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Right to information

Photo: Michelle Ding /

Access to information gives you the right by law to access facts and data concerning the exercise of any public authority, as well as on the use of any public funds. It often occurs through Right to Information laws (ROI). With Right to Information laws, you will be legally allowed to obtain any and all information and documents from the government or other relevant organisations.

How does right to information affect you?

Right to information is not only a human right, but an essential tool that empowers you to demand accountability from governments, participate in public life and to fight corruption through knowledge. Right to information provides essential facts that benefit your life in a number of ways from human rights to environmental justice.

For example, when human rights violations or major corruption cases occur, you can find out more about the wrongdoings, trigger investigations and eventually prosecute the corrupt because of information gained with the help of ROI. If you want to measure your governments’ CO2 emissions and track its progress toward climate goals, you can do so because of ROI.

In general, it is more difficult to hide abuses of power and other illegal activities when citizens like you can access key facts and data from governments.

Right now, around 120 countries have Right to Information Acts, but the acts vary in strength.

What needs to be done?

Many existing Right to Information laws do not meet international standards, and are not properly implemented and publicized. Even strong laws can be ineffective if the officials providing information are undertrained, too few or supporting a culture of secrecy.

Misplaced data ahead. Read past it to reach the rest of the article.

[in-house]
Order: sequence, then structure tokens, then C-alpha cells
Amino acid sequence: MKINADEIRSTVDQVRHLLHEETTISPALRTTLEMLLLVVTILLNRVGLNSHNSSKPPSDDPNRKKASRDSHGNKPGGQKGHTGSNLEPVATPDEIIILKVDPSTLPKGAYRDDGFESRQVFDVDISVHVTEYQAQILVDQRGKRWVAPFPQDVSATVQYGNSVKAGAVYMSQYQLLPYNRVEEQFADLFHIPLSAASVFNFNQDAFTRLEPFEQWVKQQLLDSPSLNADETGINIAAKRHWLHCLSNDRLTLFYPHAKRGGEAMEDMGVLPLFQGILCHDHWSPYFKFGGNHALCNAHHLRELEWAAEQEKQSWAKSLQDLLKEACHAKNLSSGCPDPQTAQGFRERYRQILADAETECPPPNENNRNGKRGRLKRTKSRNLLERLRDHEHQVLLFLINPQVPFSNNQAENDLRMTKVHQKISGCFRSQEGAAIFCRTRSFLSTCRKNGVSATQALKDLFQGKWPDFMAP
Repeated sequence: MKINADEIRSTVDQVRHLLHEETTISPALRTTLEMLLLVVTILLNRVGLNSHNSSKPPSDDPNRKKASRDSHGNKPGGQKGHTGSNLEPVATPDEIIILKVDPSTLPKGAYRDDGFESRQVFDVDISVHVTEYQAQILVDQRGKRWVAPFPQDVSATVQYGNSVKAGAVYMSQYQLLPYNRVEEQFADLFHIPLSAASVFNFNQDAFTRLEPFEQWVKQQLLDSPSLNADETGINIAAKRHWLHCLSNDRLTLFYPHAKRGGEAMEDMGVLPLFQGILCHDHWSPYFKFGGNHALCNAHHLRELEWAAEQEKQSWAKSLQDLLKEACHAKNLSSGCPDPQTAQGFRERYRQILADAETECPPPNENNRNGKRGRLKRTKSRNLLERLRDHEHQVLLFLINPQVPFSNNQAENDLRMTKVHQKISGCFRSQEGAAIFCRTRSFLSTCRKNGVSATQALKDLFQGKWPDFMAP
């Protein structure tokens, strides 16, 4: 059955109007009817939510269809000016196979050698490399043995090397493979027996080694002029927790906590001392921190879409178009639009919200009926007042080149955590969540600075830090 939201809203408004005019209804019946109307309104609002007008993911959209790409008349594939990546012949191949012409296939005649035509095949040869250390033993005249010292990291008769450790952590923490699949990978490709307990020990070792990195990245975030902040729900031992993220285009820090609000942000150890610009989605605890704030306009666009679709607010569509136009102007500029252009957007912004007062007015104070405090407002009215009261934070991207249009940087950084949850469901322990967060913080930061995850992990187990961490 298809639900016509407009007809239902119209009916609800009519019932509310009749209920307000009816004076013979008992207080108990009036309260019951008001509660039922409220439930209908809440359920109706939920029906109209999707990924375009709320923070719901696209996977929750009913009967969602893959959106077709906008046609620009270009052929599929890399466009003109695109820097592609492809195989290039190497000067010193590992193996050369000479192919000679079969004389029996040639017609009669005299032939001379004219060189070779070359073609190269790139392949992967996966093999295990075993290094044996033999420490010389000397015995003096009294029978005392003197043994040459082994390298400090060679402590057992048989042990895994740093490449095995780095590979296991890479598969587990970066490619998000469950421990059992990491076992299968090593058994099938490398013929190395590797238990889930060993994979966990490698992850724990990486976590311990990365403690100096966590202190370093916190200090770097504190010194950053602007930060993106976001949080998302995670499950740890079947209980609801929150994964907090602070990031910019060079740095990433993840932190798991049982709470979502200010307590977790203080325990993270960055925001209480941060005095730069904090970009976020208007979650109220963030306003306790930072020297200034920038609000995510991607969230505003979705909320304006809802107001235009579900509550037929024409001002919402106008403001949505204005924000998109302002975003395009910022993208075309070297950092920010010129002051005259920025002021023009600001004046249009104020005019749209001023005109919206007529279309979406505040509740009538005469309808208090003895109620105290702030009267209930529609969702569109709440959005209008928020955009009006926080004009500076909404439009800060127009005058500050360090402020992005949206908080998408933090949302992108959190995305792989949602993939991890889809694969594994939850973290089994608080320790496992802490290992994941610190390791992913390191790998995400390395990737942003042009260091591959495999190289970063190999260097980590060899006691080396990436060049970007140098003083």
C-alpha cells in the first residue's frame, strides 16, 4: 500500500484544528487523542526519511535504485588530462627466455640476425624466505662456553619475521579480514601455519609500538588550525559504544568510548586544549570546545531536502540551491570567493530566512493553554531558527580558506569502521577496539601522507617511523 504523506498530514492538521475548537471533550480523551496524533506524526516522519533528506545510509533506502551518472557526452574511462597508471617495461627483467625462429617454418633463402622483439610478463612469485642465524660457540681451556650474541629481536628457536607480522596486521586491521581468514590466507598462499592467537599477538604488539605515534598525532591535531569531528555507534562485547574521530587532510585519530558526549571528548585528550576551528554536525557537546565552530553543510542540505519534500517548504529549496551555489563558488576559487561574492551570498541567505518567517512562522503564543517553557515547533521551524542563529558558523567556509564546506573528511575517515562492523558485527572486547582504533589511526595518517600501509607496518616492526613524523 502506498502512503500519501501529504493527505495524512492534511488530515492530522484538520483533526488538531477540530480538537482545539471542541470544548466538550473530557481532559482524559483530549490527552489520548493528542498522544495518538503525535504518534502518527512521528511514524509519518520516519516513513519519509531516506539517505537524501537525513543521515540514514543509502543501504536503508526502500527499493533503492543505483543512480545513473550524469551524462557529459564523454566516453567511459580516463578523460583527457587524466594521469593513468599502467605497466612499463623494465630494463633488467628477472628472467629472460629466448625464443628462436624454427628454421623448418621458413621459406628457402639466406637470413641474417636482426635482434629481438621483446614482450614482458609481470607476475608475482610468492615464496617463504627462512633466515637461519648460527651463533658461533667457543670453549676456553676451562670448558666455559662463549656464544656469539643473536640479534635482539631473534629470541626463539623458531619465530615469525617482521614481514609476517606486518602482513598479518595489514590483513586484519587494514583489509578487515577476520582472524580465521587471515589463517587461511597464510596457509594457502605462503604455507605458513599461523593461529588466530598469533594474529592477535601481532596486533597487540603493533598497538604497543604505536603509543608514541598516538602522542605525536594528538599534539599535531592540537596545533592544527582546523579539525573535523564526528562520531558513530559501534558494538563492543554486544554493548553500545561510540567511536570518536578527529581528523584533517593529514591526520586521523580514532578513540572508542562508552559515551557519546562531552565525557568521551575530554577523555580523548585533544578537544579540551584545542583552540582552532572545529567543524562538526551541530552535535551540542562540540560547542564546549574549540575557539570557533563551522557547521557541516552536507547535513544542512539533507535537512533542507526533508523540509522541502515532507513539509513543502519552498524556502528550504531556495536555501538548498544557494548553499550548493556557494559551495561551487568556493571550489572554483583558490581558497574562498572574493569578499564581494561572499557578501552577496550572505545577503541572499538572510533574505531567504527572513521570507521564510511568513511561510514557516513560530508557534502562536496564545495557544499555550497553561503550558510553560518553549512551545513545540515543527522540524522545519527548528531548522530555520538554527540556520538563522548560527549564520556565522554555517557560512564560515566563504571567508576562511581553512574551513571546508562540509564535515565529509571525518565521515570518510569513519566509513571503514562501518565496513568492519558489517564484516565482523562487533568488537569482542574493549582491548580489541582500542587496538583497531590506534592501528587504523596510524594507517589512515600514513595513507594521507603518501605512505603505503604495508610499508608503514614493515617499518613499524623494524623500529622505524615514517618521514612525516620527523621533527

Governments and parliaments should draft and pass Right to Information laws that comply with international standards. Governments, civil society and journalists should proactively inform people about access to information laws and encourage their use.

What we're doing

While laws are incredibly important in improving people’s access to information in countries around the world, they’re only part of a bigger picture of right to information.


We are actively engaged in mobilizing for strong Right to Information laws on international and national levels.

Our International advocacy: The Open Government Partnership (OGP) is, currently, the most important international forum for Right to Information. We are working with the OGP to ensure that it includes ambitious reforms to improve governments’ capacity to prevent, detect, and sanction corruption in the OGP’s national action plans.

We are also actively engaged at the United Nations Convention against Corruption’s Conference of State Parties (CoSP), our world’s most comprehensive international convention against corruption, to ensure the right to information is respected and protected concerning corruption-related information.

Our national advocacy: Our 100+ national chapters around the world are constantly pushing for Right to Information laws adoption, improvement of already existing laws and for proper implementation of laws.